What personal brand-building techniques would you recommend for an introverted, technical entrepreneur?

I'm a technical founder living in San Francisco. I am good at what I do, but I hate, hate, hate self-promoting. Am I doomed, or am I still able to build cred in my field?


Forget 'self-promotion'. Stop focusing on your self and start focusing on others. Serve people you meet so powerfully that they never forget you for the rest of their life.

Answered 11 years ago

You don't have to be a self-promoter to succeed. If you build a great product that resonates with customers, people will come to you. So the question for you is how confident are you that you can get sufficient traction by yourself or with your current resources? If the answer is "very confident" then don't think any further about brand-building.

To answer your question as you've asked it: The actual brand of a technical entrepreneur is 90% past accomplishments. Where did you go to school, who have you worked with previously and what are the greatest things you've built? These define an engineer's personal brand. The 10% is a function of the respect and general perception held by others you've interacted with professionally.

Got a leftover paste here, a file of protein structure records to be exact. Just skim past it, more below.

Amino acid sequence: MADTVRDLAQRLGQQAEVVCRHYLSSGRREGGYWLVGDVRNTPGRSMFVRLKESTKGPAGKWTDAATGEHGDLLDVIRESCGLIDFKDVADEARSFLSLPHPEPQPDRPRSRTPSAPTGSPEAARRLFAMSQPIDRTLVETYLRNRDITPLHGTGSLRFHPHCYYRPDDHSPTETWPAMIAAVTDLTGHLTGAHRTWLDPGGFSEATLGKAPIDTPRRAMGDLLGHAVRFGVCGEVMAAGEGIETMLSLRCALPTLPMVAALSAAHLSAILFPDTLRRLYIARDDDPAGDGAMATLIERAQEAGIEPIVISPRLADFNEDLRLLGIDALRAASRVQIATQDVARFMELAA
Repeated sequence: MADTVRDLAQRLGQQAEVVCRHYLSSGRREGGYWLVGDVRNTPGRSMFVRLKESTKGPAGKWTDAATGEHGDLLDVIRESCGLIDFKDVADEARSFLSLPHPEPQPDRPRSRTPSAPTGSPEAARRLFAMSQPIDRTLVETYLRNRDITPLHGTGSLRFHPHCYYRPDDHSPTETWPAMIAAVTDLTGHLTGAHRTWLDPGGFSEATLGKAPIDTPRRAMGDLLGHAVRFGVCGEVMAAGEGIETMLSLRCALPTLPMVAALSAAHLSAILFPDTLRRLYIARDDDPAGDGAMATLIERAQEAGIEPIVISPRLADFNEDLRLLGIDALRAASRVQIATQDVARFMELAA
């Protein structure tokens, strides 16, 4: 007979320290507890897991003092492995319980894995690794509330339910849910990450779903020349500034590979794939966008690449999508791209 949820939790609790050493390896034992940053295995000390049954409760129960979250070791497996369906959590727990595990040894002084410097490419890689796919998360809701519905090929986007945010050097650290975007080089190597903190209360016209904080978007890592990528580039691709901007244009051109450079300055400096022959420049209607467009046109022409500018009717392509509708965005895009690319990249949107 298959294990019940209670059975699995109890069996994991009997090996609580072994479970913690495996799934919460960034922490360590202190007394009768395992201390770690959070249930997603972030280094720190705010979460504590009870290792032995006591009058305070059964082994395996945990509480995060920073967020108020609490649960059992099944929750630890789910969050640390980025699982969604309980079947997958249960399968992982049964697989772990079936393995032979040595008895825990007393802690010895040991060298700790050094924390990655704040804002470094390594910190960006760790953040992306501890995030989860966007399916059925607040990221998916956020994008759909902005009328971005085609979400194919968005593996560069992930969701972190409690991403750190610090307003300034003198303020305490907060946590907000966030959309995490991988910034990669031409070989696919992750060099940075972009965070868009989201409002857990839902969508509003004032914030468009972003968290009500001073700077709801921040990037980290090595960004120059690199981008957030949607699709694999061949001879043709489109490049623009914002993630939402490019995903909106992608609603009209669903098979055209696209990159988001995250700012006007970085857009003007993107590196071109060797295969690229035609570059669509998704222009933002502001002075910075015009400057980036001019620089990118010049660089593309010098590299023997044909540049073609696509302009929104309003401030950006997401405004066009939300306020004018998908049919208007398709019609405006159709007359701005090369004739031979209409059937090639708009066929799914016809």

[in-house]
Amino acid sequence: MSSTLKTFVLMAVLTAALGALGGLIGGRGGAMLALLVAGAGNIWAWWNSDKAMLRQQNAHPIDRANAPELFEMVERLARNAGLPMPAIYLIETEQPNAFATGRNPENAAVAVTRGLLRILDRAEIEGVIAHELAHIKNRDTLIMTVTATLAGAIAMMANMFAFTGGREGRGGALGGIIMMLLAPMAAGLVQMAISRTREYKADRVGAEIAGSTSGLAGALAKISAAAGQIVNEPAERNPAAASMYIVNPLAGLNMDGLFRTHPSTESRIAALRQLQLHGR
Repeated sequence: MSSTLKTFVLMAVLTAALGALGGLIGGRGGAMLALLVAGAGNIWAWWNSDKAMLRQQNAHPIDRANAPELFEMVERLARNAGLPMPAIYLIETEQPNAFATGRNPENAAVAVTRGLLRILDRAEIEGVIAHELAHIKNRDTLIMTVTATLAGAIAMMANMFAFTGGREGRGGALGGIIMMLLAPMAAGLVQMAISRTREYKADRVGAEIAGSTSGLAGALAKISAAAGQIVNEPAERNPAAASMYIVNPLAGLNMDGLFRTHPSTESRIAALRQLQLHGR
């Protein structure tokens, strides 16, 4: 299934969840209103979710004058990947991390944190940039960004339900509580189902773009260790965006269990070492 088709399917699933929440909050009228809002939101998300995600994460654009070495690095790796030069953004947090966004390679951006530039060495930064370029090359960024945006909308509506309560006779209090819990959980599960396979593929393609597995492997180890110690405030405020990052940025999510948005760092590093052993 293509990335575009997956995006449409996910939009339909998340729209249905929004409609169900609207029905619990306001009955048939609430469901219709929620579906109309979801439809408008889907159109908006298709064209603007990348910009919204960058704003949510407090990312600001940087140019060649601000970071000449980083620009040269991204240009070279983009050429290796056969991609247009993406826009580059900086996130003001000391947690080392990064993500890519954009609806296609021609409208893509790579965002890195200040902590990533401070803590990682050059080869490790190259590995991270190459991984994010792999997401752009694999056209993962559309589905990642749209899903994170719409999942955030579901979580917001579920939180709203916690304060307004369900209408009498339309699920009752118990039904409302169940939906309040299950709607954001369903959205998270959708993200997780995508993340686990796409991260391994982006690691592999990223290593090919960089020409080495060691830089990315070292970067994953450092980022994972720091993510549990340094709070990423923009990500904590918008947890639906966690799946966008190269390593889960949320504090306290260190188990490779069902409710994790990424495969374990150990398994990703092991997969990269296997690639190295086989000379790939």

So, you're by no means doomed to fail. However, if you really hate selling, it's likely that you're going to much more successful in recruiting a co-founder. At some point, your startup is going to rely on selling. Whether you're raising money, recruiting a team, or engaging with customers or industry stakeholders, having an extrovert who loves to interact with people and can translate that message to each different person in the way that they understand and get excited about is going to play a significant role in the success of your business.

Happy to talk to you about what you're doing and where you're at.

Answered 11 years ago

You wouldn't be asking this question if you weren't conscious of losing out to more "extroverted" brands / personas.

Without knowing the field, the business, or the details, any advice I (or others) might give may miss the mark.

You are who you are. So concentrate on changing something else.

Assuming you offer a great service or product, then your problem isn't satisfying customers; it's making the right first impression and getting them in the door.

First impressions derive from such things as (1) brand name / domain, (2) graphic design, (3) written content. Obviously that's no complete list. But maybe you can identify one of those for making improvements.

Answered 11 years ago

Unlock Startups Unlimited

Access 20,000+ Startup Experts, 650+ masterclass videos, 1,000+ in-depth guides, and all the software tools you need to launch and grow quickly.

Already a member? Sign in

Copyright © 2024 LLC. All rights reserved.